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My name is Wayne Chamberlain and I'm a geek daddy who is into Star Wars, Lord of the Rings, books, movies, video games and talking to creative people about their work in these mediums. And that's what you'll find here, along with news, previews and reviews. I'm a journalist, an editor and co-host of the Star Wars Book Report podcast. So come on in and feel free to geek out in a fun, friendly environment.

Monday, November 12, 2012

Bethesda gives gamers double dip of fun with Dishonored, Doom 3: BFG Edition

Bethesda has become an industry darling and fan favourite in recent years, thanks in large part to its open world role-playing games, such as Fallout 3 and the Oblivion and Skyrim Elder Scrolls titles.
And gamers can enjoy a double-dip of Bethesda fun at the moment, as the publisher has released a pair of titles: Dishonored and Doom 3: BFG Edition.
Dishonored is a fantastic steampunk romp through a dystopian world in which you play as Corvo, a former bodyguard of the Empress of Dunwall. You stand falsely accused of her murder and the kidnapping of her sole daughter and the legitimate heir to the throne.
On the eve before your date with the state executioner, you are given means to escape prison and meet up with a group of loyalists. These men and women, a diverse group that includes former military and political heavyweights and a somewhat demented scientist, offer you a chance to restore your name by turning assassin. You are tasked with eliminating military and political targets in an effort to find the young heir to the throne.
The streets of Dunwall are filled with death. A plague spread by rats is killing the citizens and the military has instituted martial law. Under these grim circumstances, you must find a way to sneak into heavily guarded areas, deal with a ruthless street gang and dispatch the traitors who were responsible for the assassination of the Empress.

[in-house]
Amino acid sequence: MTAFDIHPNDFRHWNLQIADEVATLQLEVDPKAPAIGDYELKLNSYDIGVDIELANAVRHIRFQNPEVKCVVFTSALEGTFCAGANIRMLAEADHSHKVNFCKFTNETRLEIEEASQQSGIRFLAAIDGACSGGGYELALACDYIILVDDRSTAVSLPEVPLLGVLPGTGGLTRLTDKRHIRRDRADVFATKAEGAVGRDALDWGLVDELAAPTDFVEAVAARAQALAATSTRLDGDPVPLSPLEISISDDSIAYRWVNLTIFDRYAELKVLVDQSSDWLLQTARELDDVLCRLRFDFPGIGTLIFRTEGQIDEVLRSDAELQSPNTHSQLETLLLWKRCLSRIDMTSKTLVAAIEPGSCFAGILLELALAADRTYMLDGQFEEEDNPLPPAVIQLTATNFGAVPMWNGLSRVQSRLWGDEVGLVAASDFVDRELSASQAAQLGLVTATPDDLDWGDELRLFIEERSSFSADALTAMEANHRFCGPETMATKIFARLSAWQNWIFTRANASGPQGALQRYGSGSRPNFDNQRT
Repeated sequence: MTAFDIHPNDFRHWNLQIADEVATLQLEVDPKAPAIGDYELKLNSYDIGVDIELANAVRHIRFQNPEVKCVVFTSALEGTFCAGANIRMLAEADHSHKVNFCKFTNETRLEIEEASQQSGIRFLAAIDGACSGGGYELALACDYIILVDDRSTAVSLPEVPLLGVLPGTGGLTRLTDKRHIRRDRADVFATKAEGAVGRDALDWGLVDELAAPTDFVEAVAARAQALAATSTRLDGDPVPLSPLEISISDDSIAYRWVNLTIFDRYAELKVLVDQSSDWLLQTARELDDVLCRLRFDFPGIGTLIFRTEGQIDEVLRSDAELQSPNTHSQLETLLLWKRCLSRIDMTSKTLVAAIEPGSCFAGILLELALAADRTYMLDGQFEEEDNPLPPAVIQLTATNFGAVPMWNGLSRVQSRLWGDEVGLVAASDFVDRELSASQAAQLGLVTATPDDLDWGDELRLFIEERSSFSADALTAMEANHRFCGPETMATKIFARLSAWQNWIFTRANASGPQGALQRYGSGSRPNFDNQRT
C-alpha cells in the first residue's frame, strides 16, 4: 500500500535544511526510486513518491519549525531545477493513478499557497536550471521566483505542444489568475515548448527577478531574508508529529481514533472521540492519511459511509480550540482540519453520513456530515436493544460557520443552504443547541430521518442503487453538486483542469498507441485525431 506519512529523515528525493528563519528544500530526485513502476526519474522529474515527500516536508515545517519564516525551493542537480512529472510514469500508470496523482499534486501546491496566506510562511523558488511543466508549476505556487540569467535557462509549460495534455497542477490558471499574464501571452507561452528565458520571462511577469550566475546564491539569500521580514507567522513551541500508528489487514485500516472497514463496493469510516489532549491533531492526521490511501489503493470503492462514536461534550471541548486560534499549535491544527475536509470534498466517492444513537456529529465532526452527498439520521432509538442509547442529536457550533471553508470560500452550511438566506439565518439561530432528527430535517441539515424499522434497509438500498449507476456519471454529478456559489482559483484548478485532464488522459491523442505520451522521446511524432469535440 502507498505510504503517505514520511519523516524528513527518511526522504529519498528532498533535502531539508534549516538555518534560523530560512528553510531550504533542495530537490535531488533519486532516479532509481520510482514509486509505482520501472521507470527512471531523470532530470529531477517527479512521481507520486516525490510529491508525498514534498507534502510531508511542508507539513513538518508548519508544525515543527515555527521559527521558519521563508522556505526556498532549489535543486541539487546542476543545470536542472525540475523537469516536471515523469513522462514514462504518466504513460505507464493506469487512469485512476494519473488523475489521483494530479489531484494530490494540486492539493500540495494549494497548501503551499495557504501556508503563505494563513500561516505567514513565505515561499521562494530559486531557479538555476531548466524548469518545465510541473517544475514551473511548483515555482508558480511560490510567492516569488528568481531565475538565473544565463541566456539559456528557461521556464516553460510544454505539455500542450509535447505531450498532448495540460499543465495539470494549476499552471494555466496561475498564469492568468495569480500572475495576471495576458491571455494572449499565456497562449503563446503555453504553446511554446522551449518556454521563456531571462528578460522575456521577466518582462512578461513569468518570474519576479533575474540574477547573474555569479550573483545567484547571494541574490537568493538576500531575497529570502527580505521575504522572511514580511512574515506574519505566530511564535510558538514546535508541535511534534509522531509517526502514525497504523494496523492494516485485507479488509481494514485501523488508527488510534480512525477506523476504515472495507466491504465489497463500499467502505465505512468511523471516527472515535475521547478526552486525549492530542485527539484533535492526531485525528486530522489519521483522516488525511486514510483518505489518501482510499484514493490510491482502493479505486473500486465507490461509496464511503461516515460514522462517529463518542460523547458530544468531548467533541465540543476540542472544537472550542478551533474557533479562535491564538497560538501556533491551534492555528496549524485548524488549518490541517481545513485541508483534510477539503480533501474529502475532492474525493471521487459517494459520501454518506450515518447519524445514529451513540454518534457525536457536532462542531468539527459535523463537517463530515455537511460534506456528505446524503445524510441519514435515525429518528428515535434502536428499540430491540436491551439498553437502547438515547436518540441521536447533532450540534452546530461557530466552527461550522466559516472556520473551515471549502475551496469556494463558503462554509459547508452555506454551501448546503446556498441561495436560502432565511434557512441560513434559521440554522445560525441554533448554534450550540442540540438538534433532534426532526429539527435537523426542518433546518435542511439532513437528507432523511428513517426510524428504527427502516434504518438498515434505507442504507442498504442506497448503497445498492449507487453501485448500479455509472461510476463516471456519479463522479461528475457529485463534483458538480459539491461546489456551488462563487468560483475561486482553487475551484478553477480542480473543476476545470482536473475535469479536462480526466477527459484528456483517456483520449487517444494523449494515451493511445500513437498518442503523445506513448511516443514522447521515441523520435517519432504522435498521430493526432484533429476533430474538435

The story is first rate, with twists and turns worthy of a novel treatment. And thankfully the action matches it. At first glance, Dishonored looked to be an Assassin’s Creed clone. But it’s more than that. There’s a supernatural element at play, as well as a type of internal scoring system that judges you based on how little or how much blood and chaos you create. The story and its epilogue change to reflect your actions and overall approach, giving gamers a reason to dive back into this engaging world.
Doom 3: BFG Edition (which stands for Big – shut your mouth – Gun) is a retooled, overhauled version of its predecessor, timed to coincide with the 20th anniversary of the release of the original Doom on PC. It also contains the first and second Doom games.
Id, the creators of Doom, have upgraded the visuals for Doom 3, tweaked some of the controls to make them more console friendly and added in a ‘lost mission’ that adds eight new single-player levels to the overall experience, giving franchise fans a reason to dive into an eight-year-old title.
Is it a wise investment? Well, the gameplay is largely unchanged. While the visuals are indeed enhanced, the game’s overall creepiness factor, a combination of lighting and chilling sound design, remains the same. Shooters have changed dramatically since Doom 3 launched in 2004. And there’s none of those major advancements on display here. So, the teenaged Call of Duty, Battleground and Halo fans may find the survival horror hook an interesting concept for a while, but there’s little reason to keep them engaged beyond the campaign’s final curtain.